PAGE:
The Established Facts On Muscle Building

By Russ Howe

The Established Facts On Muscle Building

As a Personal Trainer I am asked how to build muscle on a daily basis by guys who have been confused by the amount of different advice from individual trainers or fellow gym members over the years. Whether you're just starting out on your journey in fitness or you've been trying to get fit for years, this issue has probably affected you at some stage.

Today, we end that.

Before you start you need to work out your overall goal. Do you want to lose body fat or do you want to focus on size and strength? Most guys want to have both benefits but we'll explain today why you need to make a choice so you don't get stuck in that awful middle ground where you don't fully commit to either and, as a result, don't get the results of either.

If you have had long history of gym training already you will know it's very hard to get both weight loss and strength results simultaneously, which is why you need to set this goal at the start. Those beginning on their fitness journey will be able to enjoy perhaps 2-3 weeks with the results of both fat loss and tissue building, but once the body gets used to your new training lifestyle you too need to make the choice.

Most people assume what they do in the gym will determine whether they get bigger or lose fat. This is incorrect. This mainly comes down to diet. In order to get bigger you must eat more than you do now each day, whereas to cut you'll need to eat less. So this is why we must make a choice, depending on our individual goals.

If your fitness program is that of an athlete, you have great genetics and your nutrition plan is so good that your quest to get fit is literally dominating your life, it is possible to structure a plan of course but for the overwhelming majority of people who simply want to train after they go to work or around their family life, it's not feasible.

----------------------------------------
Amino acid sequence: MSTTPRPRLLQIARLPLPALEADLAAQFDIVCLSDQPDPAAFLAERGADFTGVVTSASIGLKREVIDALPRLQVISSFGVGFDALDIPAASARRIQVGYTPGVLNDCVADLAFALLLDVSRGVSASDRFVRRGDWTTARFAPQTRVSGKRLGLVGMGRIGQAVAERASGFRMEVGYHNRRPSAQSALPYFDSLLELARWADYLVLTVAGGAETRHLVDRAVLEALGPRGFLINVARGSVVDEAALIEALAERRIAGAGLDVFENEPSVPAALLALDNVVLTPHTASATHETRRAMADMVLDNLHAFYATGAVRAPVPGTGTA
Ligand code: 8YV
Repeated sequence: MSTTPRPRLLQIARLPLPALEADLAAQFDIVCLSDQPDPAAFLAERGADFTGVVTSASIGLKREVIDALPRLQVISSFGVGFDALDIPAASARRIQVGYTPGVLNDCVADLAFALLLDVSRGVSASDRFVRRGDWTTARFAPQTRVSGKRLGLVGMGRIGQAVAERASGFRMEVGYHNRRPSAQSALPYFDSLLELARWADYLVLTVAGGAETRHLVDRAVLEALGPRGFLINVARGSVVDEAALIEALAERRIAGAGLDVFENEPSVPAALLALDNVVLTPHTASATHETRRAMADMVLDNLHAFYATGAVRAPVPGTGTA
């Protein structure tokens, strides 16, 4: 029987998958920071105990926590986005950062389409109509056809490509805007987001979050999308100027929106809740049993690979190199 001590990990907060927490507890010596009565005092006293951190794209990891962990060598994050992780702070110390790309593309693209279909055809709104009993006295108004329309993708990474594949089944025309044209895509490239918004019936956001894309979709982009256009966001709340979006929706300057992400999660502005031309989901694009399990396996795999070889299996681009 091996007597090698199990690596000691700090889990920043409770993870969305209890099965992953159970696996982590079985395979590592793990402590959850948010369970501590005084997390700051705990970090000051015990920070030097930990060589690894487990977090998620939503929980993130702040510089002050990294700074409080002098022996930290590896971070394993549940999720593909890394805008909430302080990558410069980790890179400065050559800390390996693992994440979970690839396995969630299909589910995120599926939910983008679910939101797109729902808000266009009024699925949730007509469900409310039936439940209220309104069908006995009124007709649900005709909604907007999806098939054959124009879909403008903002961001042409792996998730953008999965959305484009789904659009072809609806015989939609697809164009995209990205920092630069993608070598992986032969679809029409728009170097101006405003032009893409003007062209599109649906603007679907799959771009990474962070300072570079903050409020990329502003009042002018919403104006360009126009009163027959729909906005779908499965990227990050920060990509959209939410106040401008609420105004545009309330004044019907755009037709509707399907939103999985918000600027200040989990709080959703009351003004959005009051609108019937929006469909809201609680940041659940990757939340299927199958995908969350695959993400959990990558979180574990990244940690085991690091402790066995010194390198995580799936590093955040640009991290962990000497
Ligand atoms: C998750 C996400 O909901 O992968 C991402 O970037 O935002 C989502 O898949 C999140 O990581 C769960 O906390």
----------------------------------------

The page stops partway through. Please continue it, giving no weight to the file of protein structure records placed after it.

Once you have set your goal, in this case to get bigger otherwise you wouldn't be reading this article, we can get your diet in place and begin looking at the following aspects of your gym routine:

* What exercises will allow you to get the quickest results?

* How many times per week should you train?

* How many reps and sets are optimal?

Put the focus of your workouts on big, compound movements. These multi-joint movements require the most muscle fibres to perform, therefore resulting in greater size and strength gains, too. Bench press, squats and other compound movements are simple yet ideal. Don't spend too long working small muscle groups by themselves, i.e. there is little point in performing five sets of an isolation exercise for your forearms...

Furthermore, understand the importance of rest. When training for size your body does not grow while your are in the gym. On the contrary, it grows while you are at rest. Try not to perform more than 4 sessions per week and you will see a great return in gains. It's hard to stay away when you get into training, but it is very important.

People get lost, however, when it comes to the number of reps. For hypertrophy (muscle growth) the optimal number of repetitions is 8-12. Once you can push beyond twelve reps you need to increase the resistance. If you fall below eight reps it's too heavy. That easy system, combine with it's focus on progression, will keep you on the straight and narrow.

The world of fitness is an often over complicated one. If you ask five trainers for tips on how to build muscle you will probably get five different answers. The tips above will help you to get down the basics!


Post a Comment